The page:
The Bears’ past few weeks can be phrased by WWE Superstar Big E: “It’s a new day, yes it is.”
Matt Eberflus is the team’s new head coach, and Ryan Poles is the team’s new general manager. A change in the guard was long overdue, and the new tandem will look to propel the Bears back to the top of the NFC North going forward.
Though the Bears have quite a bit of work to do before they can be considered a playoff contender, they have something they haven’t had in a few years: cap flexibility. They have a lot of roster spots to fill, but they could use this offseason to maximize their long-term outlook.
I used the mock Bears offseason simulator made by Quinten Krzysko of On Tap Sports Net, and you can use the simulator to create your own depth chart, as well. All salary projections come from the document, and I used the mock draft simulator from NFL Mock Draft Database to make my draft selections. Both are fantastic tools that I can’t recommend enough.
Without further ado, let’s get going on our 2022 mock Bears offseason.
Starting cap space available: $40,935,664
- Trade QB Nick Foles to Giants for Pick 181 (Round 6) - $8 million
- Cut RB Tarik Cohen - $2.25 million
- Cut LB Danny Trevathan post-June 1 - $3.5 million
- Cut DL Eddie Goldman - $6.66 million
- Cut EDGE Jeremiah Attaochu - $1.9 million
- Cut LB Caleb Johnson - $822,666
To create some additional cap space, I had to part ways with a handful of players. Trading away Nick Foles could be easier said than done, but the Giants may consider acquiring a veteran better than Mike Glennon to push Daniel Jones, so Foles could be a nice addition for them for a Day 3 pick.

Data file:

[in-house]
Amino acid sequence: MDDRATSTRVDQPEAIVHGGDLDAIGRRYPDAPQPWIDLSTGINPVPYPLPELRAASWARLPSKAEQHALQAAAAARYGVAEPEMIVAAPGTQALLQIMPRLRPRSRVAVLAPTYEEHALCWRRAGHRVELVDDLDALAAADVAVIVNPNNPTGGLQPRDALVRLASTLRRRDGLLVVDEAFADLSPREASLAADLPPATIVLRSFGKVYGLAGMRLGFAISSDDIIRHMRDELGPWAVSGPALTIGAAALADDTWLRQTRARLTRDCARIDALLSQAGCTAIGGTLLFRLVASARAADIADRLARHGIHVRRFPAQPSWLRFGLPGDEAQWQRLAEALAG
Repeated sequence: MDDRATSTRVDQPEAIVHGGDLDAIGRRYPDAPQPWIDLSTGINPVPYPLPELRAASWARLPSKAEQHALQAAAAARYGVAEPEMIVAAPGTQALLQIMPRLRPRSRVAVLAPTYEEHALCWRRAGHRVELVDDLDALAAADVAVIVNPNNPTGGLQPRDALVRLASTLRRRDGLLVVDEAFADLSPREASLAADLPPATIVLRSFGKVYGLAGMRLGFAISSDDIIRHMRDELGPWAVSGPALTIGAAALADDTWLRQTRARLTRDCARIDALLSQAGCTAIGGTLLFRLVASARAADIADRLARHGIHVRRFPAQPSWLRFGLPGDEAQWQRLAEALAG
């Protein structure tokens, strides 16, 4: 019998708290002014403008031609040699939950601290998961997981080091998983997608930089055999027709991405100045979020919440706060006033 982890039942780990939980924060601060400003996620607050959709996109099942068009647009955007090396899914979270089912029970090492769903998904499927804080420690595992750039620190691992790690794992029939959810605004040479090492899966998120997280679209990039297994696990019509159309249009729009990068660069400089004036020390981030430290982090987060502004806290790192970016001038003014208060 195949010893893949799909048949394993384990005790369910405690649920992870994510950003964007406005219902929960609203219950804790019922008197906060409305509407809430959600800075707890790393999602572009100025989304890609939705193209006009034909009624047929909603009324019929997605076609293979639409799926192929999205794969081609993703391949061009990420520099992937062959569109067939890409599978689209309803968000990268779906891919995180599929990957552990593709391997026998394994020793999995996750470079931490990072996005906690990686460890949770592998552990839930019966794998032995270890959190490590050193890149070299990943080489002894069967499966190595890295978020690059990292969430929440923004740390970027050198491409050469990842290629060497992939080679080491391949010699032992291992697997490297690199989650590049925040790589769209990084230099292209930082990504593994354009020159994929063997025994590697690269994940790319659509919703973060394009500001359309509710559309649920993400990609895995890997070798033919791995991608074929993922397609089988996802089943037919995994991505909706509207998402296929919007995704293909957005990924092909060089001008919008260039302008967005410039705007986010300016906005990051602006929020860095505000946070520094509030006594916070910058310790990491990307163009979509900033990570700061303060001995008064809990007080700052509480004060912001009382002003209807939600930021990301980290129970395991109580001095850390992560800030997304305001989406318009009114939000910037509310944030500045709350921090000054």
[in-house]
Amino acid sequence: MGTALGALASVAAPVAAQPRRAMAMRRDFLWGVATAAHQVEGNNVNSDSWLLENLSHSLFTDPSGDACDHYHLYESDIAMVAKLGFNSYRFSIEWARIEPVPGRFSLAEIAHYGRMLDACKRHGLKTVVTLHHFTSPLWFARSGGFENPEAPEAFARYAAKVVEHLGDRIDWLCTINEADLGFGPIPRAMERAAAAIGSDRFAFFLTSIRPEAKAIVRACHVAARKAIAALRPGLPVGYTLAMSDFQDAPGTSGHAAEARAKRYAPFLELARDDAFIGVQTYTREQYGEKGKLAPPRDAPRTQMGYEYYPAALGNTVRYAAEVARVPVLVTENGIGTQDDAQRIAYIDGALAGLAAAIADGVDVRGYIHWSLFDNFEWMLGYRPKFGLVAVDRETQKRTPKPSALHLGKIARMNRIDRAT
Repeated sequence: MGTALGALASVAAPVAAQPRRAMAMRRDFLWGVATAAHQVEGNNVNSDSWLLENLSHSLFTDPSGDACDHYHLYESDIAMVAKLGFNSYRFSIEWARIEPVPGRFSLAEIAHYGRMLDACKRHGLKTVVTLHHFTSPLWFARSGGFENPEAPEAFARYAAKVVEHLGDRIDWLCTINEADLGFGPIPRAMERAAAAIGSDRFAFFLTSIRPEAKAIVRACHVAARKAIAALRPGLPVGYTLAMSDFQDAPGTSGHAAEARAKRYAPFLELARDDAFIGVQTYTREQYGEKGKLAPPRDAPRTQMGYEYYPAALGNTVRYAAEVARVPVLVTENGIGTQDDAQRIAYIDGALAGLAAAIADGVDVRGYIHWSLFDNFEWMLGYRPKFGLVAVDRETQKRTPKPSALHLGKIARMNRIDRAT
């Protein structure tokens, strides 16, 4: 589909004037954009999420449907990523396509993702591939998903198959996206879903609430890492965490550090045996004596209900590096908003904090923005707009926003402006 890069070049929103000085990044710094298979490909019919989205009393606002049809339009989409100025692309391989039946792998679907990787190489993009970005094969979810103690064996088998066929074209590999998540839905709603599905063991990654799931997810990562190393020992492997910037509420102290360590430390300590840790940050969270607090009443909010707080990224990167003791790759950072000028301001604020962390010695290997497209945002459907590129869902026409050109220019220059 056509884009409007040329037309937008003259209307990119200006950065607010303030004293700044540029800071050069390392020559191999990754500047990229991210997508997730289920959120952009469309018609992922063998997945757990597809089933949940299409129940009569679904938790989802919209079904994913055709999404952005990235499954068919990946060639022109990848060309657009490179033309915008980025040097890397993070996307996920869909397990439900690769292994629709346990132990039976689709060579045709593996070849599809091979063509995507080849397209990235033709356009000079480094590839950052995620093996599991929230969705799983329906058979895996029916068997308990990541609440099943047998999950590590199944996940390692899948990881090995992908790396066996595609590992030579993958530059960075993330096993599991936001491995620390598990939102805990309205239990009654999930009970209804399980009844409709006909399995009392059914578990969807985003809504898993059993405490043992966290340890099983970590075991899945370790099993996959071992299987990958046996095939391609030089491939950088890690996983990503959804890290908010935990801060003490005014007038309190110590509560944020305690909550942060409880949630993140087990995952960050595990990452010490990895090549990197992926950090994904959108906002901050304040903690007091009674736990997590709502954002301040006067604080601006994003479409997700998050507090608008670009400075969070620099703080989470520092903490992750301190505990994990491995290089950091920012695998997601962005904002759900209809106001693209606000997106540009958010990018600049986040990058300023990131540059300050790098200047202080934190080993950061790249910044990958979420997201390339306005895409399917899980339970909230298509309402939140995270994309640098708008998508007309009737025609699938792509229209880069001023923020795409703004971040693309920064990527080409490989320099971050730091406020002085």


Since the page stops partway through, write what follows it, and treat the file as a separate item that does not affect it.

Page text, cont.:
None of the bigger names here should be all that surprising as cuts, though I decided to cut almost everyone pre-June 1 to avoid pushing too much rollover cap into the future, except for Danny Trevathan, whose contract only really makes sense to get out of with a post-June 1 move. Jeremiah Attaochu is coming off of an injury and could be a casualty with Trevis Gipson off the edge, while Caleb Johnson ended up getting cut at the end of the whole process, though he still makes sense as a practice squad keeper.
Current cap space available: $64,068,737
- Re-sign OG James Daniels to five-year, $50 million deal
- Re-sign WR/ST Jakeem Grant to one-year, $2.42 million deal
- Re-sign CB Artie Burns to one-year, $1.04 million deal
- Re-sign C Sam Mustipher to one-year, $819,000 deal
- Re-sign TE Jesper Horsted to one-year, $819,000 deal
- Re-sign S Deon Bush to one-year, $1.58 million deal
- Re-sign S DeAndre Houston-Carson to one-year, $1.18 million deal
- Re-sign OG Alex Bars to one-year, $892,500 deal
- Re-sign LS Patrick Scales to one-year, $1.24 million deal
- Re-sign P Pat O’Donnell to one-year, $1.84 million deal
Re-sign WR Dazz Newsome to one-year, $645,750 deal(EDIT: With Dazz signed to the active 53-man roster from the practice squad towards the end of the 2021 season, he’s now signed through the 2022 season.)
Most of these are pretty standard re-signings, but I ultimately decided to make James Daniels my lone splash re-signing. Investing in the offensive line is a smart move that Ryan Poles will likely pursue. Daniels had a solid year in 2021, and he arguably makes more sense to re-sign than a Bilal Nichols or an Akiem Hicks.
Current cap space available: $42,400,446
Free agency signings
- Sign Chiefs CB Charvarius Ward to three-year, $28.5 million deal
- Sign Rams C Brian Allen to three-year, $21.75 million deal
- Sign Cowboys WR Michael Gallup to four-year, $55 million deal
- Sign Browns LB Anthony Walker Jr. to one-year, $2.1 million deal
- Sign 49ers DL Maurice Hurst to one-year, $1.10 million deal
- Sign Cowboys S Malik Hooker to one-year, $966,000 deal
- Sign Saints QB Trevor Siemian to one-year, $1.04 million deal
- Sign Raiders LB Nicholas Morrow to one-year, $1.18 million deal
- Sign Giants EDGE Lorenzo Carter to one-year, $1.07 million deal
- Sign Packers OT Dennis Kelly to one-year, $1.39 million deal
- Sign Bills RB Matt Breida to one-year, $1.11 million deal
- Sign Packers WR Equanimeous St. Brown to one-year, $1.04 million deal
- Sign Steelers LB/S Miles Killebrew to one-year, $1.18 million deal